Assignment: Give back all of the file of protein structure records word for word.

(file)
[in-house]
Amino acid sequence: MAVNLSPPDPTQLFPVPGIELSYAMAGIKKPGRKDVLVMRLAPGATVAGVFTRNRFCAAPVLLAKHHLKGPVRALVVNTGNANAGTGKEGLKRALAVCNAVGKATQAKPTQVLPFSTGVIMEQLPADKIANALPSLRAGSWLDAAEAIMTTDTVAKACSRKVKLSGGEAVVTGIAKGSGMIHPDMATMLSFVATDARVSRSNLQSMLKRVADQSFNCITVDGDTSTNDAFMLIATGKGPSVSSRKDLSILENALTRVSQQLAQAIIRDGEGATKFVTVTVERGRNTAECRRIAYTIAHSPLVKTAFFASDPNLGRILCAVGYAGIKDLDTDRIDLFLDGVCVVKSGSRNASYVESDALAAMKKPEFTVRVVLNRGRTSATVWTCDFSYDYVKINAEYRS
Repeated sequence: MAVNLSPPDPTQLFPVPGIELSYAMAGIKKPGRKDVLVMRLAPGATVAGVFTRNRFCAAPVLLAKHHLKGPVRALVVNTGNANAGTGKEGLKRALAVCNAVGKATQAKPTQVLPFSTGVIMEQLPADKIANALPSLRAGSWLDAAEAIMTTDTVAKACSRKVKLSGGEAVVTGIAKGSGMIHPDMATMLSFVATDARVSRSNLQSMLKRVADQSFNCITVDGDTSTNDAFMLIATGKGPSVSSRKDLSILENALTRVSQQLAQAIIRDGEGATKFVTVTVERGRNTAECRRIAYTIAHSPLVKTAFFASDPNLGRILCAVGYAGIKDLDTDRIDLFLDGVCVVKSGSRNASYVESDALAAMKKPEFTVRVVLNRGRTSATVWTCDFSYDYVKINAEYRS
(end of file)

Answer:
[in-house]
Amino acid sequence: MAVNLSPPDPTQLFPVPGIELSYAMAGIKKPGRKDVLVMRLAPGATVAGVFTRNRFCAAPVLLAKHHLKGPVRALVVNTGNANAGTGKEGLKRALAVCNAVGKATQAKPTQVLPFSTGVIMEQLPADKIANALPSLRAGSWLDAAEAIMTTDTVAKACSRKVKLSGGEAVVTGIAKGSGMIHPDMATMLSFVATDARVSRSNLQSMLKRVADQSFNCITVDGDTSTNDAFMLIATGKGPSVSSRKDLSILENALTRVSQQLAQAIIRDGEGATKFVTVTVERGRNTAECRRIAYTIAHSPLVKTAFFASDPNLGRILCAVGYAGIKDLDTDRIDLFLDGVCVVKSGSRNASYVESDALAAMKKPEFTVRVVLNRGRTSATVWTCDFSYDYVKINAEYRS
Repeated sequence: MAVNLSPPDPTQLFPVPGIELSYAMAGIKKPGRKDVLVMRLAPGATVAGVFTRNRFCAAPVLLAKHHLKGPVRALVVNTGNANAGTGKEGLKRALAVCNAVGKATQAKPTQVLPFSTGVIMEQLPADKIANALPSLRAGSWLDAAEAIMTTDTVAKACSRKVKLSGGEAVVTGIAKGSGMIHPDMATMLSFVATDARVSRSNLQSMLKRVADQSFNCITVDGDTSTNDAFMLIATGKGPSVSSRKDLSILENALTRVSQQLAQAIIRDGEGATKFVTVTVERGRNTAECRRIAYTIAHSPLVKTAFFASDPNLGRILCAVGYAGIKDLDTDRIDLFLDGVCVVKSGSRNASYVESDALAAMKKPEFTVRVVLNRGRTSATVWTCDFSYDYVKINAEYRS